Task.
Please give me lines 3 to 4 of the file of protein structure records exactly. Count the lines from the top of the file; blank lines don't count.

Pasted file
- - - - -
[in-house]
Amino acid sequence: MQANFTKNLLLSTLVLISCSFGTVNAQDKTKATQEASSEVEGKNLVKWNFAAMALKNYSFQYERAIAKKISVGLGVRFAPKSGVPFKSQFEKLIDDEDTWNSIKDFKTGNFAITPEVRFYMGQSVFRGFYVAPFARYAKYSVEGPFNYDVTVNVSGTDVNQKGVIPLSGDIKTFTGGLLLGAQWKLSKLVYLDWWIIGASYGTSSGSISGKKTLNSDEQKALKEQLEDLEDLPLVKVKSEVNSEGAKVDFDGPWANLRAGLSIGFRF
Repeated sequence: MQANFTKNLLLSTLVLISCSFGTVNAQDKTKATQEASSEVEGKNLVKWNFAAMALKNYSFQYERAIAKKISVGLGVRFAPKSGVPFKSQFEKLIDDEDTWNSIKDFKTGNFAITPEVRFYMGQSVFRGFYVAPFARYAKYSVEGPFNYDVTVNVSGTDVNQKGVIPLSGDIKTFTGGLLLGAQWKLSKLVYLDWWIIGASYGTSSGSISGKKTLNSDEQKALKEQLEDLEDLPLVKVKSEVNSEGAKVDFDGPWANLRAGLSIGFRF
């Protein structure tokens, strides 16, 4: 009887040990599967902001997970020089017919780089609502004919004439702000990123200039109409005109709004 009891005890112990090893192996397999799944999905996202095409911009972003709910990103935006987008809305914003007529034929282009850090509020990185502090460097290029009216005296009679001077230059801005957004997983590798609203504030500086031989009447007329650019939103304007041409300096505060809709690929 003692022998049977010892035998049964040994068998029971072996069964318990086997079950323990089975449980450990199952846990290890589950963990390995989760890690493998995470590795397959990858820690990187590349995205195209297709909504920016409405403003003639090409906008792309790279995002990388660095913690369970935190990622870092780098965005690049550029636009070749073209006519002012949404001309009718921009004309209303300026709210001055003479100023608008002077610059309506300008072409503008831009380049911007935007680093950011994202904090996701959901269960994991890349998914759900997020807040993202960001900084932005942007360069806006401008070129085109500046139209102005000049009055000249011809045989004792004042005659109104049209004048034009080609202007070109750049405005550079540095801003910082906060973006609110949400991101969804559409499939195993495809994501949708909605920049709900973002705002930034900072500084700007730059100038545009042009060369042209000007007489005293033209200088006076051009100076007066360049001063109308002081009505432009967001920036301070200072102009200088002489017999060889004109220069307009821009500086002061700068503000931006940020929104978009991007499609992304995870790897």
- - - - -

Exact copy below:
Repeated sequence: MQANFTKNLLLSTLVLISCSFGTVNAQDKTKATQEASSEVEGKNLVKWNFAAMALKNYSFQYERAIAKKISVGLGVRFAPKSGVPFKSQFEKLIDDEDTWNSIKDFKTGNFAITPEVRFYMGQSVFRGFYVAPFARYAKYSVEGPFNYDVTVNVSGTDVNQKGVIPLSGDIKTFTGGLLLGAQWKLSKLVYLDWWIIGASYGTSSGSISGKKTLNSDEQKALKEQLEDLEDLPLVKVKSEVNSEGAKVDFDGPWANLRAGLSIGFRF
């Protein structure tokens, strides 16, 4: 009887040990599967902001997970020089017919780089609502004919004439702000990123200039109409005109709004 009891005890112990090893192996397999799944999905996202095409911009972003709910990103935006987008809305914003007529034929282009850090509020990185502090460097290029009216005296009679001077230059801005957004997983590798609203504030500086031989009447007329650019939103304007041409300096505060809709690929 003692022998049977010892035998049964040994068998029971072996069964318990086997079950323990089975449980450990199952846990290890589950963990390995989760890690493998995470590795397959990858820690990187590349995205195209297709909504920016409405403003003639090409906008792309790279995002990388660095913690369970935190990622870092780098965005690049550029636009070749073209006519002012949404001309009718921009004309209303300026709210001055003479100023608008002077610059309506300008072409503008831009380049911007935007680093950011994202904090996701959901269960994991890349998914759900997020807040993202960001900084932005942007360069806006401008070129085109500046139209102005000049009055000249011809045989004792004042005659109104049209004048034009080609202007070109750049405005550079540095801003910082906060973006609110949400991101969804559409499939195993495809994501949708909605920049709900973002705002930034900072500084700007730059100038545009042009060369042209000007007489005293033209200088006076051009100076007066360049001063109308002081009505432009967001920036301070200072102009200088002489017999060889004109220069307009821009500086002061700068503000931006940020929104978009991007499609992304995870790897």